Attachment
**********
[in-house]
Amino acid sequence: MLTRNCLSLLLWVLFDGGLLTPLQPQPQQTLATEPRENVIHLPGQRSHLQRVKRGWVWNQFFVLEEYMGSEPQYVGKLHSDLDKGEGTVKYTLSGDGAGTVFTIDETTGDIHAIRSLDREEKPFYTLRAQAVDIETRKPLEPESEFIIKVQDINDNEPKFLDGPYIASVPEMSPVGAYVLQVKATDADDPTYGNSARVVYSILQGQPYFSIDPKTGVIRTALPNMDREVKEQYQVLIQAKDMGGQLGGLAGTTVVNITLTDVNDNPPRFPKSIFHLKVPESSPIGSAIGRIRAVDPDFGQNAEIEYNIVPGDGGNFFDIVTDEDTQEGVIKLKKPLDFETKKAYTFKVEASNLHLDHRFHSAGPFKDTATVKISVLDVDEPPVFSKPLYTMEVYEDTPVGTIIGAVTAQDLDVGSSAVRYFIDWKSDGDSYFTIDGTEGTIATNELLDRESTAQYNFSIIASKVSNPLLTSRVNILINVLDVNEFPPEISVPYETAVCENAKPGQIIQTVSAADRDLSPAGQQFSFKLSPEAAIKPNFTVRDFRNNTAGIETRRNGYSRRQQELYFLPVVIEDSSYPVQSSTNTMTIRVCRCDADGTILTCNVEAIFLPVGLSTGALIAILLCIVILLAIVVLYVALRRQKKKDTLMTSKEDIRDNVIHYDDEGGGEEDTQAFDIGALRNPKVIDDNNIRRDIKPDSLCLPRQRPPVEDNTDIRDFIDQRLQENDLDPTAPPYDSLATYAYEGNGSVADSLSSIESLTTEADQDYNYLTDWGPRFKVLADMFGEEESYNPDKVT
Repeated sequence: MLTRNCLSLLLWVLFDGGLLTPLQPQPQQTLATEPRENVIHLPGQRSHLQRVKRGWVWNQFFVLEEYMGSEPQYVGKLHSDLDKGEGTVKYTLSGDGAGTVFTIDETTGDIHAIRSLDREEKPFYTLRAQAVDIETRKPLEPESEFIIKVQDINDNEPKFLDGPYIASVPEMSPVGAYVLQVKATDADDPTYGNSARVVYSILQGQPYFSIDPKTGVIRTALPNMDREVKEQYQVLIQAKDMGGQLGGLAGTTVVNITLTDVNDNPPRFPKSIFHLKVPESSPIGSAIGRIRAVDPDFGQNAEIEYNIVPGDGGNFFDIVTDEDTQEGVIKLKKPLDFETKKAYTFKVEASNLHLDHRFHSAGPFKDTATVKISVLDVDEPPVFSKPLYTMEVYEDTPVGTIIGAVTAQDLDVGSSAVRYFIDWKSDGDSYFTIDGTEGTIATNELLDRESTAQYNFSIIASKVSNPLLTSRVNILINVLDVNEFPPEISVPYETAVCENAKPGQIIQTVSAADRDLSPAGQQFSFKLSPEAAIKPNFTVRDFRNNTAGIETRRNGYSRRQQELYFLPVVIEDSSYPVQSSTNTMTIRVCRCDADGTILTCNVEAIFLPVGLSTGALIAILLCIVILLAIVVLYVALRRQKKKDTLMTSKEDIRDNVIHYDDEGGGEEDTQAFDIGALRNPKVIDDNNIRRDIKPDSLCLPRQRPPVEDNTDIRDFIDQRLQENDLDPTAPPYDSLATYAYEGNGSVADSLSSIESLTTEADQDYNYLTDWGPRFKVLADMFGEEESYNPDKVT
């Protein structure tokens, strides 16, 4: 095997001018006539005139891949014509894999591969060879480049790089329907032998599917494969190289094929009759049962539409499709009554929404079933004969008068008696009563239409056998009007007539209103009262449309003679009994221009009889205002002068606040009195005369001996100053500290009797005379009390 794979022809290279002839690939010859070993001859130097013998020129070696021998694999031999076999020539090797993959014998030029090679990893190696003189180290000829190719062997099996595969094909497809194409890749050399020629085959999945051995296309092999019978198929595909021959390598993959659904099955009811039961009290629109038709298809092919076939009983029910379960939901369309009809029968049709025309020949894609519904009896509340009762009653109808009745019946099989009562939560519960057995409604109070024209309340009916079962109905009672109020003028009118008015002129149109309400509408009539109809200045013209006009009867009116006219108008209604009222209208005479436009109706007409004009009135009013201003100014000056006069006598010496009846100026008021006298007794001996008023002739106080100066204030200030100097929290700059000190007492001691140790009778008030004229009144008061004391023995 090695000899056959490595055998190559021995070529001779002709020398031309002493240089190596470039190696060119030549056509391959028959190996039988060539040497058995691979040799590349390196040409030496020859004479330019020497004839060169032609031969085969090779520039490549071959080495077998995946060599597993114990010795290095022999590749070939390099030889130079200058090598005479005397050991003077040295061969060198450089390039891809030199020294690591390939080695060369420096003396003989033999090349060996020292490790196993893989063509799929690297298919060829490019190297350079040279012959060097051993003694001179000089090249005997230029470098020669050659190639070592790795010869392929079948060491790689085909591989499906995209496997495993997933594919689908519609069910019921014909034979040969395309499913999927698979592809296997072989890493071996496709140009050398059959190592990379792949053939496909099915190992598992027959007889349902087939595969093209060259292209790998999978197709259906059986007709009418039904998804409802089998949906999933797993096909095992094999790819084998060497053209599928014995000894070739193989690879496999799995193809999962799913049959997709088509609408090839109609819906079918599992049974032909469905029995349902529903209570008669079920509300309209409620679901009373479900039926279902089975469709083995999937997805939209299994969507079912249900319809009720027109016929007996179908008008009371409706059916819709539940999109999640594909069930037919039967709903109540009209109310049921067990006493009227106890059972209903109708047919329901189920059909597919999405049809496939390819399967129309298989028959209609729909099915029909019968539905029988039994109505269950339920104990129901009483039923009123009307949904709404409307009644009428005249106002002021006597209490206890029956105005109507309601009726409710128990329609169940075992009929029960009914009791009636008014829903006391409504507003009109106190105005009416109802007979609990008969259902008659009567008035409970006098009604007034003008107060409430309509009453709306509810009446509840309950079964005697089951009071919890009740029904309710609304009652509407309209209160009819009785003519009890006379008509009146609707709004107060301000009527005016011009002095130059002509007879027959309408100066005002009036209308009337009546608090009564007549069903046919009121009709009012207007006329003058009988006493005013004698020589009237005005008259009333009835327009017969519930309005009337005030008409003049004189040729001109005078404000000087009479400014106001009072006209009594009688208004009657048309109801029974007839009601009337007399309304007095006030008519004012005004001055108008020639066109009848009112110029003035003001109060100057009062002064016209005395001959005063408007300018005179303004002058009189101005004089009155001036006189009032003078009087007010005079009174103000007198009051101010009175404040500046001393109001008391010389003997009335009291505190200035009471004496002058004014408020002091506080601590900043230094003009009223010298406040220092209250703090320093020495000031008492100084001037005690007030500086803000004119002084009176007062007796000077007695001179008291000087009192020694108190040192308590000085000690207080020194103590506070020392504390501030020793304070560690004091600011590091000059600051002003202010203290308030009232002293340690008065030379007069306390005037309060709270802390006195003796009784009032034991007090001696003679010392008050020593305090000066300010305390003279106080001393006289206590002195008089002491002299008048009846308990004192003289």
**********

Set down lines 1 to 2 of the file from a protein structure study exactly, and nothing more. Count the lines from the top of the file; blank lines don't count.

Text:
[in-house]
Amino acid sequence: MLTRNCLSLLLWVLFDGGLLTPLQPQPQQTLATEPRENVIHLPGQRSHLQRVKRGWVWNQFFVLEEYMGSEPQYVGKLHSDLDKGEGTVKYTLSGDGAGTVFTIDETTGDIHAIRSLDREEKPFYTLRAQAVDIETRKPLEPESEFIIKVQDINDNEPKFLDGPYIASVPEMSPVGAYVLQVKATDADDPTYGNSARVVYSILQGQPYFSIDPKTGVIRTALPNMDREVKEQYQVLIQAKDMGGQLGGLAGTTVVNITLTDVNDNPPRFPKSIFHLKVPESSPIGSAIGRIRAVDPDFGQNAEIEYNIVPGDGGNFFDIVTDEDTQEGVIKLKKPLDFETKKAYTFKVEASNLHLDHRFHSAGPFKDTATVKISVLDVDEPPVFSKPLYTMEVYEDTPVGTIIGAVTAQDLDVGSSAVRYFIDWKSDGDSYFTIDGTEGTIATNELLDRESTAQYNFSIIASKVSNPLLTSRVNILINVLDVNEFPPEISVPYETAVCENAKPGQIIQTVSAADRDLSPAGQQFSFKLSPEAAIKPNFTVRDFRNNTAGIETRRNGYSRRQQELYFLPVVIEDSSYPVQSSTNTMTIRVCRCDADGTILTCNVEAIFLPVGLSTGALIAILLCIVILLAIVVLYVALRRQKKKDTLMTSKEDIRDNVIHYDDEGGGEEDTQAFDIGALRNPKVIDDNNIRRDIKPDSLCLPRQRPPVEDNTDIRDFIDQRLQENDLDPTAPPYDSLATYAYEGNGSVADSLSSIESLTTEADQDYNYLTDWGPRFKVLADMFGEEESYNPDKVT